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Kazakhstan’s Microfinance Sector Adds 44.3% in Assets: Emerging Markets Drive Growth


Microfinance institutions in Kazakhstan enjoyed a banner year in terms of asset growth, according to a new report from the National Bank of Kazakhstan. The sector as a whole saw assets grow by 44.3%, thanks largely to rising demand from emerging markets. This is great news for the country’s small businesses and entrepreneurs, who are increasingly able to access the capital they need to grow and expand.

Growth During the Quarantine

Kazakhstan’s microfinance sector has seen significant growth during the quarantine period. The number of microfinance organizations operating in the country has increased by 20%, and the average loan size has increased by 30%. The sector has also seen an increase in the number of new clients, with the majority of new clients being women. This growth is largely due to the fact that many Kazakhs have lost their jobs or had their income reduced due to the pandemic. As a result, microfinance organizations have been able to provide much-needed financial assistance to many families. The sector is expected to continue to grow in the coming months, as more and more Kazakhs turn to microfinance for financial assistance.

As of June 2019, there were a total of 220 MFOs operating in Kazakhstan, up from 199 in the previous year. These MFOs have seen their total assets rise to just over 1 trillion tenge (US$2.7 billion), according to the National Bank of Kazakhstan. This increase is due in part to the fact that more people are using MFOs for their financial needs. In addition, the average size of an MFO has also increased, as larger organizations have entered the market. The result is that MFOs are now playing a more important role in the Kazakhstani economy. They are providing vital services to both businesses and individuals, and their contribution is only expected to grow in the coming years.

Kazakhstan microfinance sector, picture 2

Old Players and Two Newcomers

Two of the largest MFOs in Kazakhstan are AKSH and KAZKOMMERTSBANK. These two banks account for a significant portion of the country’s microfinance assets. Other large MFOs include Akshamat, Tsesna Bank, and Zaman-Bank. In addition to these old players, there are two new entrants to the market: Sberbank and VTB. Both of these banks are from Russia and have a strong presence in the Kazakhstani market.

The Future of Microfinance in Kazakhstan

Microfinance has become an increasingly popular means of providing financial services to underserved populations around the world. In Kazakhstan, microfinance institutions (MFIs) have been working to expand access to financial services and foster entrepreneurship among the country’s small business owners. However, the sector faces a number of challenges, including high interest rates and a lack of regulation.


Kazakhstan microfinance sector, picture 1

ROA and ROE – two of the most important indicators. When it comes to profitability, MFOs in Kazakhstan are doing quite well. The average ROA (return on assets) for Kazakhstani MFOs is 12.42%, while the average ROE (return on equity) is 19.73%. These numbers are significantly higher than the global averages of around 11% and 15%, respectively. This indicates that microfinance is a very profitable business in Kazakhstan.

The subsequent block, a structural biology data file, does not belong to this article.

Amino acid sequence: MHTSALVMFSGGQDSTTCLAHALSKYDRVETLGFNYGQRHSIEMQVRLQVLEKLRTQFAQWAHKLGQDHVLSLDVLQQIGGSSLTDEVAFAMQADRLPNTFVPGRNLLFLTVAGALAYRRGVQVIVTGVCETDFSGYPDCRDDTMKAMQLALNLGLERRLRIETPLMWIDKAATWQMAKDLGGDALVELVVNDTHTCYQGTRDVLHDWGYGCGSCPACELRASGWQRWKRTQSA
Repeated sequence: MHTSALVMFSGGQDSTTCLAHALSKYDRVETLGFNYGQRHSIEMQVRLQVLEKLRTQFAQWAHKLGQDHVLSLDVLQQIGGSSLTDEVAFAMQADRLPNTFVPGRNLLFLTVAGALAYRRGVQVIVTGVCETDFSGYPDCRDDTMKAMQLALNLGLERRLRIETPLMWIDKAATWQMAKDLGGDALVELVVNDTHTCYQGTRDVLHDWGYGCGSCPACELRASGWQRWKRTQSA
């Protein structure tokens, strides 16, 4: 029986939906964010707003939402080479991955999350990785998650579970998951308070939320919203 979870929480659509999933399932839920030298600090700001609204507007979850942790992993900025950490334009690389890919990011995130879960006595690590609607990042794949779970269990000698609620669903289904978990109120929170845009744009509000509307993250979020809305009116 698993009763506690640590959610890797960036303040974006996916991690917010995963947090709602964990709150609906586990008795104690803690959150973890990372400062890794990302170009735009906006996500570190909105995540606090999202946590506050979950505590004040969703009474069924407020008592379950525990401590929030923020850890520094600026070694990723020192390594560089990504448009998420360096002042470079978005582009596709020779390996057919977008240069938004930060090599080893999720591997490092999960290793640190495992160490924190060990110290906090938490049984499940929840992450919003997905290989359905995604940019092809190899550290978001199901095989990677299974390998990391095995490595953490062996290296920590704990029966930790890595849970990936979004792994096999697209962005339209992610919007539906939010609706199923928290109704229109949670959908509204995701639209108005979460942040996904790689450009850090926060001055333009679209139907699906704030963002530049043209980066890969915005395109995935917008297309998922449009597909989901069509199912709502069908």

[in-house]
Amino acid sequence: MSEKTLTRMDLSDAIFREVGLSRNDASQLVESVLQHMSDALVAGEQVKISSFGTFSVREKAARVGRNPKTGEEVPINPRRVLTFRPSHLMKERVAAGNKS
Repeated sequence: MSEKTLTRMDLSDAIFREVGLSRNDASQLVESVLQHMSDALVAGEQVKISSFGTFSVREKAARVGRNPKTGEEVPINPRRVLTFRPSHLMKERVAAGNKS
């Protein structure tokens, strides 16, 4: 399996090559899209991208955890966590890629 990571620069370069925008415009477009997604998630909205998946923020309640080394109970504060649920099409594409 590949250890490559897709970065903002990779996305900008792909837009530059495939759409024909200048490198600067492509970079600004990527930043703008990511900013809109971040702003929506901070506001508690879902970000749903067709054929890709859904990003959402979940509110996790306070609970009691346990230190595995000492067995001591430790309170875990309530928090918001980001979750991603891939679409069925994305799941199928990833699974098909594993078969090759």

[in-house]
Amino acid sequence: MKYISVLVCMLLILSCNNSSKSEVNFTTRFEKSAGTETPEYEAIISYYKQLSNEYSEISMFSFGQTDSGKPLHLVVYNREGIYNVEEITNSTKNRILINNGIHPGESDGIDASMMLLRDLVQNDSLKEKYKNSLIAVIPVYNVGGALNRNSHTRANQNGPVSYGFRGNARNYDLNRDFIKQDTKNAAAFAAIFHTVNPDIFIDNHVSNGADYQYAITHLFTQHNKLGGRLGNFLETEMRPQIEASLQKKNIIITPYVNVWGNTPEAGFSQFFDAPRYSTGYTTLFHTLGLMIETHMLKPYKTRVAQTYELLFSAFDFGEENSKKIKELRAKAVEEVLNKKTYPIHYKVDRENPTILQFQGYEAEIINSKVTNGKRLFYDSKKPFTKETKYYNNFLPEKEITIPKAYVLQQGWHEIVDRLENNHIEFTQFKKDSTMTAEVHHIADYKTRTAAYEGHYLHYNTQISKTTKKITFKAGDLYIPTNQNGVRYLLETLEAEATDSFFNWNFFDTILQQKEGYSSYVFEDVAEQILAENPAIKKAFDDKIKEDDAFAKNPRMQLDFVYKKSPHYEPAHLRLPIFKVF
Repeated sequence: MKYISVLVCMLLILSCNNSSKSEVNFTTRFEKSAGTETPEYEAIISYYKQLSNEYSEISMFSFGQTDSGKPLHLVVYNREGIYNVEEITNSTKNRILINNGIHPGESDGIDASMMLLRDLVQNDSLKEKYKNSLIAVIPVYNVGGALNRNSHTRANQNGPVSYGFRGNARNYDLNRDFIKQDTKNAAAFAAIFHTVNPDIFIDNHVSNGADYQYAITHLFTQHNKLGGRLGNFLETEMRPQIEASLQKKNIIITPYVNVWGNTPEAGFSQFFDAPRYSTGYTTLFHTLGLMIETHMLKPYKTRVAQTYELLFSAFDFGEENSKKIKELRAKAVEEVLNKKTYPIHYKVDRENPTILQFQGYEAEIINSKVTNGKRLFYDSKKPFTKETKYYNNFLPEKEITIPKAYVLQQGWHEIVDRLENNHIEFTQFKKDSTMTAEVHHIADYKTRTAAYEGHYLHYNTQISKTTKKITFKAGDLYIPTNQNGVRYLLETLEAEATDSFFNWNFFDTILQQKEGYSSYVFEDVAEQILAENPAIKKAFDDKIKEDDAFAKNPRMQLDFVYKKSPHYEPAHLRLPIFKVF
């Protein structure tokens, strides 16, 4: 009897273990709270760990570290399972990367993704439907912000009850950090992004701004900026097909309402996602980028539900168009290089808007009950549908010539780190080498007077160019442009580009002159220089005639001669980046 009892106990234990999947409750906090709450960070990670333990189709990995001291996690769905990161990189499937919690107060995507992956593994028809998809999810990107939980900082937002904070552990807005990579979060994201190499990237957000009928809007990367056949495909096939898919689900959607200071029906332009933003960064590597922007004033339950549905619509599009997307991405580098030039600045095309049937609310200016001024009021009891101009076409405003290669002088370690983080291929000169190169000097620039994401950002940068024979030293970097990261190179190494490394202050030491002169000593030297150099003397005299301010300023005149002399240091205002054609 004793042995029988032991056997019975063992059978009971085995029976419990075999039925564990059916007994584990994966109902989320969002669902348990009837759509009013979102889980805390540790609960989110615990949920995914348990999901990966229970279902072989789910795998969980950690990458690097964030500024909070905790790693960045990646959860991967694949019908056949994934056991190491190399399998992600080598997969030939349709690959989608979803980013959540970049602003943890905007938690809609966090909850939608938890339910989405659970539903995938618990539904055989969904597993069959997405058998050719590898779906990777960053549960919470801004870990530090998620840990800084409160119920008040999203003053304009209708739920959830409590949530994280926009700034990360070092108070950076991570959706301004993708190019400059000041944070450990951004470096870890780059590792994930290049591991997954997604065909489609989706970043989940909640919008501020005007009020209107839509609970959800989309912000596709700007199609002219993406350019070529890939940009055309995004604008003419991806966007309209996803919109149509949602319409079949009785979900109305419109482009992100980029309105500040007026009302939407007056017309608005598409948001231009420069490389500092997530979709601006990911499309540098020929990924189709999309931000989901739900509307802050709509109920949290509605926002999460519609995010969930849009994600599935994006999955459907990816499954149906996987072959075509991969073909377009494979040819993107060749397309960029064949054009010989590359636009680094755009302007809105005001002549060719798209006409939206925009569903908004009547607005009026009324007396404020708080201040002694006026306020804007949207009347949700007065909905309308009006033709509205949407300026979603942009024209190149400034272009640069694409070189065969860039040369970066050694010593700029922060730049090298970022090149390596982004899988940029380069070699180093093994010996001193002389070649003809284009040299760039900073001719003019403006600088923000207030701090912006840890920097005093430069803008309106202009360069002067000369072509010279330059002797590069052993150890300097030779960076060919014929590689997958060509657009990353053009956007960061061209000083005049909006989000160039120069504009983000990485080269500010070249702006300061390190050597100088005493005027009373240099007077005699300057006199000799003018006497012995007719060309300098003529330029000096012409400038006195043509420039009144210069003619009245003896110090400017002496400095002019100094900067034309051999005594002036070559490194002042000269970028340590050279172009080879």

Interest Rates

One of the main challenges facing the microfinance sector in Kazakhstan is high interest rates. The average interest rate on loans from MFIs is 28.17%. This is significantly higher than the global average of 20%. In addition, the rates charged by some MFIs can be as high as 60%. The high interest rates make it difficult for borrowers to repay their loans, and they also make microfinance less affordable for potential borrowers.

Increased Regulation of Microfinance Institutions

In response to increasing the number of microfinance institutions, the government has proposed new regulations that would require MFIs to obtain a license from the central bank. The proposed regulations would also put limits on the interest rates that MFIs can charge, and would impose other requirements designed to protect consumers.

The government argues that these regulations are necessary in order to safeguard consumers and prevent predatory lending practices. However, some observers have raised concerns that the regulations could stifle innovation and discourage MFIs from operating in Kazakhstan. It remains to be seen how the proposed regulations will ultimately be implemented, but it is clear that the landscape of the microfinance sector in Kazakhstan is changing.


Despite these challenges, the future of microfinance in Kazakhstan is promising. The government has expressed commitment to supporting the sector, and a number of initiatives are being implemented to improve the regulatory environment. In addition, MFIs are innovating and developing new products and services that meet the needs of their clients. With continued support from the government and the private sector, microfinance in Kazakhstan will continue to grow and play a vital role in inclusive economic development.

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